How to Become a Roofer

How to Become a RooferBecoming a roofer can be a very important job and one that can provide a life-long career for those who do well at it. Some roofers work directly with customers in their own business while others work within companies providing service. Individuals considering entering into this career may find that the process is one that includes education and training, but also one that can be entered into quickly. Before getting started, consider this information on how to become a roofer.

Job Overview

Less than high school
Find Related CareersSOURCE: US Bureau of Labor Statistics

The job of a roofer may seem very straightforward, but that is not always the case. Roofers work long, hot hours often times on very high platforms doing significant physical labor. However, this physical component of the job is just one aspect of it. The job’s basic skills require individuals to cut, place, secure, and remove roofing materials from the structure in order to create a water-tight, breathable layer that protects the home from the elements. Residential and commercial services differ somewhat, but the aspects of these jobs are about the same in both areas.

Roofers also must learn mathematics, sciences, and specific trade skills. They need to know how to spot damage and potential weaknesses in the structure. They must be able to meet the various building codes set forth by city or other inspectors as well. In addition to this, roofers also must be good with working with others, especially if they plan to work as a management level employee or run their own roofing business. In all cases, they have to be able to handle significant physical labor.

Some roofers also work for government agencies and insurance companies. They may work as a part of a building company. In these positions they often provide inspection skills that help these organizations make decisions about the safety and condition of the structure.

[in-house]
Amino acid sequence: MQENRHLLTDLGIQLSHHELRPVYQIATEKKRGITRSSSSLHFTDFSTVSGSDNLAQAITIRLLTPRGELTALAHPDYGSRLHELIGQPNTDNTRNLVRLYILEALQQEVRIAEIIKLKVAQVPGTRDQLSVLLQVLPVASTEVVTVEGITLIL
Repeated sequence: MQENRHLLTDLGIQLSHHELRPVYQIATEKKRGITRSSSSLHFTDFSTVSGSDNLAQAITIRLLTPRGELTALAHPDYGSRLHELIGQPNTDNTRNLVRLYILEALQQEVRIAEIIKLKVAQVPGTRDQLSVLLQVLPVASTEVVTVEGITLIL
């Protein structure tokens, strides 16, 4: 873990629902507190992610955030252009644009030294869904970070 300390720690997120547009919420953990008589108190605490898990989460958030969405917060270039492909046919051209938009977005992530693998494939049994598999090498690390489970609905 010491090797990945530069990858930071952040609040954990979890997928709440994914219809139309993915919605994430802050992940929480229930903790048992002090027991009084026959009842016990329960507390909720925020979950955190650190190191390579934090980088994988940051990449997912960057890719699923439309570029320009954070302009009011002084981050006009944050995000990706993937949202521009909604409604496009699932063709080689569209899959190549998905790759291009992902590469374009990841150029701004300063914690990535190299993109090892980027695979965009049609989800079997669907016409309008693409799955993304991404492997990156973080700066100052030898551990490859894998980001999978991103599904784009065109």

Requirements and Qualifications

In some areas, roofers must hold a license to provide their skills. In most cities, roofers working as a business or a skilled provider will need a business license to operate in that city. The rules regarding certification will differ from one state to the next. The best place to learn about any specific qualifications are local roofer’s unions and professional groups that help these individuals to not only become established, but to handle the various components of the job.

Typical Education

In most cases, a roofer will learn his or her trade with on the job training. However, this may not be enough. Many people will first complete their high school education or earn the equivalent of a diploma. They may be able to enter into a trade school for the education necessary. Trade schools may or may not be necessary depending on the state the individual plans to work in and the type of job he or she plans to do.

Many times, individuals will need to enter into an apprenticeship. According to, apprenticeships ensure the individual gets ample education and training. This makes the individual more desirable to those roofing companies looking for experienced professionals.

Salary and Job Outlook

In terms of the future of this field, there is likely to always be a need for trained and skilled professionals in this industry. The Bureau of Labor Statistics indicates that the 2010 median pay for someone working as a roofer was $34,220. This is about $16.45 per hour. In terms of demand, the agency states that from the timeframe of 2010 through 2020, about 24,400 jobs are likely to be added to payrolls in this field. This is about an 18 percent growth and it is about average. Individuals interested in this type of work may wish to learn more about the actual day-to-day job before applying.

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